L.A. Riots

L.A. Riots
Of the many projects we discuss here, the one that's kind of unthinkable that anyone else might direct is “LA Riots,” a recreation of the events leading up to and away from the infamous week of racially charged civil unrest in Los Angeles in 1992 following the acquittal by an all-white jury of four police officers charged in connection with the vicious videotaped beating of Rodney King the previous year. It’s sort of the film that Lee seems born to make, and yet, and yet…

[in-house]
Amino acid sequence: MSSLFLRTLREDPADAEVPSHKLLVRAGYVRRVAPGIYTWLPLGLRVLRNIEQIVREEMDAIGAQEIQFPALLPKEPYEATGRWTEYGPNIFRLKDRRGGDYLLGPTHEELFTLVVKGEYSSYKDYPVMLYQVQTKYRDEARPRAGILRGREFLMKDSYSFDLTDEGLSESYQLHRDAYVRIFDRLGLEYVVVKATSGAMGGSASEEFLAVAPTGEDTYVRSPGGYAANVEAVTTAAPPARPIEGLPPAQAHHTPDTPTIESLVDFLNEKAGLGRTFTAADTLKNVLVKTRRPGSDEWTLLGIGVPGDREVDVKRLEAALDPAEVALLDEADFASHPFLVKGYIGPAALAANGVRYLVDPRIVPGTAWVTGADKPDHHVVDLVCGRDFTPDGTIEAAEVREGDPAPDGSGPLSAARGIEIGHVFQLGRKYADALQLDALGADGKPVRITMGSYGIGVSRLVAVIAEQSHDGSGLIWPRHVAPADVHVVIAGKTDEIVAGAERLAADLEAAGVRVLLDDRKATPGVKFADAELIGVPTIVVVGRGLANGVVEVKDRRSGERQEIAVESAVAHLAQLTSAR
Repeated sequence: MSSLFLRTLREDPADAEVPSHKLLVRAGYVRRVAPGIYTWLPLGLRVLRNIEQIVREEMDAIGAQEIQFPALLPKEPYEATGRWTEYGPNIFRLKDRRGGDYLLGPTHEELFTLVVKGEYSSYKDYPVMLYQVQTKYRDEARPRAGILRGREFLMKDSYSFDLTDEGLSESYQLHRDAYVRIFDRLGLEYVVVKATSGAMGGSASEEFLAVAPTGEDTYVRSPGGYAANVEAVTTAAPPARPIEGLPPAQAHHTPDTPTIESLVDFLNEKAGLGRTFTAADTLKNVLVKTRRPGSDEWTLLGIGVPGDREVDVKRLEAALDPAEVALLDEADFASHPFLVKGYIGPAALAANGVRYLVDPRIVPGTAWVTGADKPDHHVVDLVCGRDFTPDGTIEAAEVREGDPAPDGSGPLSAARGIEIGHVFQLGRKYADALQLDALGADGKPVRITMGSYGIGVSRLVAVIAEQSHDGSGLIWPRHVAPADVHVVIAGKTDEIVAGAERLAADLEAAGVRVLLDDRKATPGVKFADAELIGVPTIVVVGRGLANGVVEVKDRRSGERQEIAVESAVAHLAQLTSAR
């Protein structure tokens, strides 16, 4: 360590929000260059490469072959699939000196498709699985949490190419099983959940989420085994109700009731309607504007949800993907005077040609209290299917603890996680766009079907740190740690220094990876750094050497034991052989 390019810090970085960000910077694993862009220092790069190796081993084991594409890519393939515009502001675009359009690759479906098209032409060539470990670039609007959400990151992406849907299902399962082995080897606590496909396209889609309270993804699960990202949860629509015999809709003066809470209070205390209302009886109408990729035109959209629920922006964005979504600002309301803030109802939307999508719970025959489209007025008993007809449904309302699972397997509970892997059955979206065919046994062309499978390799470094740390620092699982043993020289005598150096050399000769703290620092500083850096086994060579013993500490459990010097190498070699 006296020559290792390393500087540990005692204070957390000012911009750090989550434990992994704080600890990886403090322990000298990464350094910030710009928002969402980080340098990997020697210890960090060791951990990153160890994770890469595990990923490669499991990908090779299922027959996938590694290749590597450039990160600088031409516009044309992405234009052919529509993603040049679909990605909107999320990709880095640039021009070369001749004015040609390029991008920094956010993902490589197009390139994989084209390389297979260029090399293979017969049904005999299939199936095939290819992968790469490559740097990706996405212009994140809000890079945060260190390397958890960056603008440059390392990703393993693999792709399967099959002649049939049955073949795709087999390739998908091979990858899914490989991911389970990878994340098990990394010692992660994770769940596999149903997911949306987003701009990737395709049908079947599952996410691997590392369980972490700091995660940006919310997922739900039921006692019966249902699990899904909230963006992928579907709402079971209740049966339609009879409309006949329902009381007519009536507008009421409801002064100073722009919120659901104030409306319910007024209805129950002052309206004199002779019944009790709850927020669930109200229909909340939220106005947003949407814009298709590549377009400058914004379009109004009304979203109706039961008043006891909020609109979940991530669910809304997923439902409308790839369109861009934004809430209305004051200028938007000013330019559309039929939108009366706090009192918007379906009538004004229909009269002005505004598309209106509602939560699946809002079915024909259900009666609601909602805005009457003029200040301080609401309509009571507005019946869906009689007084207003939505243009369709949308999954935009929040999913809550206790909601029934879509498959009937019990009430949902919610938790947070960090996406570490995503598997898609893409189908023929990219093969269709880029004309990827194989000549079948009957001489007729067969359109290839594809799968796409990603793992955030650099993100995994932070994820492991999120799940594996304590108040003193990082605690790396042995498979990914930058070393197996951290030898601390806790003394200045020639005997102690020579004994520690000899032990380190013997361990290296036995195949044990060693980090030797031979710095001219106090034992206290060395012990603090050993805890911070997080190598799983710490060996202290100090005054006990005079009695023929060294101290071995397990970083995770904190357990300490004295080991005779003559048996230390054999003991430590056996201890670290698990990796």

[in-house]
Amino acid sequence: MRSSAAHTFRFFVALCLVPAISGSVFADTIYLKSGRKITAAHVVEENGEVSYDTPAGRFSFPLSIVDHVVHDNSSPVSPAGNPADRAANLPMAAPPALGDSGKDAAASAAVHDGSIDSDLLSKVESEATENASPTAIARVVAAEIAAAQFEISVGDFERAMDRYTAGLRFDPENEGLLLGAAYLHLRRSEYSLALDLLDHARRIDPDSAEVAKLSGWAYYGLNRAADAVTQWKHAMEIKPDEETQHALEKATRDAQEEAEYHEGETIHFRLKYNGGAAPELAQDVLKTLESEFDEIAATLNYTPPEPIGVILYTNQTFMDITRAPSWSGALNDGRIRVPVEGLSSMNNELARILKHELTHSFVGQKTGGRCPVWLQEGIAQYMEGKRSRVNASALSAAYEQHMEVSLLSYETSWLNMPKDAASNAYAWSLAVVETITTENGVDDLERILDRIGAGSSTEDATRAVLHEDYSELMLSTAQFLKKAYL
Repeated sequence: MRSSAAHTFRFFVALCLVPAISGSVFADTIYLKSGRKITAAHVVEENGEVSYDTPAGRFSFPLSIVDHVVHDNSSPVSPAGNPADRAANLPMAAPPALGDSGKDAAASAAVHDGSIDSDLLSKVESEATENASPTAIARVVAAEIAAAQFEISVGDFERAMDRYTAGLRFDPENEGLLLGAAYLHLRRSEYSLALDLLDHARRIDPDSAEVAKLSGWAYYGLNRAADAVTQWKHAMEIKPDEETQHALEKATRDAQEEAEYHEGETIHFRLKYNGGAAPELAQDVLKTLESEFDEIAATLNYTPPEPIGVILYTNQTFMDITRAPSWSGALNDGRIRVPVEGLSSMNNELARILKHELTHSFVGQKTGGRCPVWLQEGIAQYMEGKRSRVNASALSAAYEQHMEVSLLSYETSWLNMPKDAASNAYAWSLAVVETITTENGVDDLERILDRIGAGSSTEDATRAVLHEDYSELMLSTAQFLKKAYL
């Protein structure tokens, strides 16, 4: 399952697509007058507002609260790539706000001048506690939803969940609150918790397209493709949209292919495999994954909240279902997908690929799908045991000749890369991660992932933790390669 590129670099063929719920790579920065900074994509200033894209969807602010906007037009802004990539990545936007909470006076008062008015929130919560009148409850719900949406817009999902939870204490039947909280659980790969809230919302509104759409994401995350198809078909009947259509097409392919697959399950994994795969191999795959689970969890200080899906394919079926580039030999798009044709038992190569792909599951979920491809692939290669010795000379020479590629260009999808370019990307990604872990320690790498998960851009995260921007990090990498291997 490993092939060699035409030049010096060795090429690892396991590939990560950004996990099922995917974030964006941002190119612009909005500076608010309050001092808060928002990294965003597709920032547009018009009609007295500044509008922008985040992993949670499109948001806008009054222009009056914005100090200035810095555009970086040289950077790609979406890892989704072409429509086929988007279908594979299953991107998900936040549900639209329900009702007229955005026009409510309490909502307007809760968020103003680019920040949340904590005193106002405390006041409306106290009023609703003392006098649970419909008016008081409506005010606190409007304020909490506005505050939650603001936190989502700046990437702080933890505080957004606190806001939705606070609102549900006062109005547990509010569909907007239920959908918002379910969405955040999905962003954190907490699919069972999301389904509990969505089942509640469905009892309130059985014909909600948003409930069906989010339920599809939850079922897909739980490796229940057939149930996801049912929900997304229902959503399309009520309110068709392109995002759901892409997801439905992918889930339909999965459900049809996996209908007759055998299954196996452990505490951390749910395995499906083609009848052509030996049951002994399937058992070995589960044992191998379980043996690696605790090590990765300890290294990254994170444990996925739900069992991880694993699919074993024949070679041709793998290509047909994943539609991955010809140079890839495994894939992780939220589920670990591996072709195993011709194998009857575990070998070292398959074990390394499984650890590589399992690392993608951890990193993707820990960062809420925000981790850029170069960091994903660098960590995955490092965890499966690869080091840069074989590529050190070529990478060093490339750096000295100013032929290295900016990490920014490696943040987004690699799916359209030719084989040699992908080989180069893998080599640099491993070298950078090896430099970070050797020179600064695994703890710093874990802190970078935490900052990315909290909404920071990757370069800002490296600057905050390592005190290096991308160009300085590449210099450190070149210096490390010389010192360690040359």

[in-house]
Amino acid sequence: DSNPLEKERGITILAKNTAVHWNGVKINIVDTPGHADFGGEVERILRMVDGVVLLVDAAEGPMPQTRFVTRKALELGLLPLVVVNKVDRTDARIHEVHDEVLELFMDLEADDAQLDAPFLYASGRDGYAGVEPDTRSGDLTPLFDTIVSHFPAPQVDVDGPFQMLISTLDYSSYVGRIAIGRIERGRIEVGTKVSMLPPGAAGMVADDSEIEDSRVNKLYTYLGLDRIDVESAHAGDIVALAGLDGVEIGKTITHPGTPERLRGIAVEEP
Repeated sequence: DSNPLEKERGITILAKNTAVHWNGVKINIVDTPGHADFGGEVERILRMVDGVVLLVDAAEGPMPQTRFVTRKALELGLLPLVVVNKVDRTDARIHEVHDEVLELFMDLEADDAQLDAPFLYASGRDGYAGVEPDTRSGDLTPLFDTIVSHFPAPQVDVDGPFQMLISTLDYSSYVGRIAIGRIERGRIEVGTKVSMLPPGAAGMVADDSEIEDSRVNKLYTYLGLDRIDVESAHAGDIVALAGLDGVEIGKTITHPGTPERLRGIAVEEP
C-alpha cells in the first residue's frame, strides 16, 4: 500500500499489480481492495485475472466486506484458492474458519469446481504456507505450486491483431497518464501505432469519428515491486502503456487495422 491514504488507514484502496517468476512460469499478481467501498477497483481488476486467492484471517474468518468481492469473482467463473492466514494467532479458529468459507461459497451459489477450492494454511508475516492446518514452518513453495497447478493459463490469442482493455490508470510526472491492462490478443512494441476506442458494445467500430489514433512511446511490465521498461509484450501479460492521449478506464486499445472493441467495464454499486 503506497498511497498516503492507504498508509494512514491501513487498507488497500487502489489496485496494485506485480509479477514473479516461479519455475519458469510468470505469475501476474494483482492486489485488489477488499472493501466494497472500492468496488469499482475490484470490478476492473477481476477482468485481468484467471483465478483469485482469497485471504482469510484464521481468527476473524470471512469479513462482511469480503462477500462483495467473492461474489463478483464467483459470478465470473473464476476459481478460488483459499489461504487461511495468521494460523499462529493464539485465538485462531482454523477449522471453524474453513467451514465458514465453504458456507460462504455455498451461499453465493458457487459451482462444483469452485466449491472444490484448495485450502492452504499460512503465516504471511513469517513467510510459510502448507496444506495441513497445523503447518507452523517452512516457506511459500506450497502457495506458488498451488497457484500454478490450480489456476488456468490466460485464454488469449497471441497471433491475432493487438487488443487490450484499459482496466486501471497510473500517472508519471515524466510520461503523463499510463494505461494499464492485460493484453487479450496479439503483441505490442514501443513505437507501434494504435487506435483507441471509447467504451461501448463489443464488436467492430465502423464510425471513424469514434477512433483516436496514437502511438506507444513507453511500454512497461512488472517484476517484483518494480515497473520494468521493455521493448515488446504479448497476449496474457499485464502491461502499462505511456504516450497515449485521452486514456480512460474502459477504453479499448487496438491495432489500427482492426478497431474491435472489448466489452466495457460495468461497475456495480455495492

So it was back in 2006, a year of frenetic activity for Lee following his biggest-ever box office hit “Inside Man” that saw a slew of projects suddenly come (back) to life now that they were sprinkled with the magic dust of a recent (modest) hitmaker, that it was first announced that Lee was to helm a film based on those controversial, incendiary events. Regular collaborator Brian Grazer of Imagine Entertainment was set to produce, and the film was to be scripted by John Ridley, who wrote both “Red Tails” and this year’s “12 Years a Slave.” A couple of years later and Grazer was again enthused about moving the film onto the front burner, though with a new screenwriter involved: Terry George, who Lee and Grazer would also tap for the second go-round at the “Inside Man 2” script. Grazer told the LA Times in July 2008: “John Ridley wrote a great script, but it needed a little more focus, so we put Terry George on it to do a rewrite. The script is due in two weeks, and, having worked with Terry before, we're expecting that it should be something that's ready to shoot." So with him insisting that Lee was going to deliver a more egalitarian and multi-perspective look at the riots than detractors might have feared (and seriously, what?), there was a brief flare of hope that Lee would be behind cameras on this one before the year was out.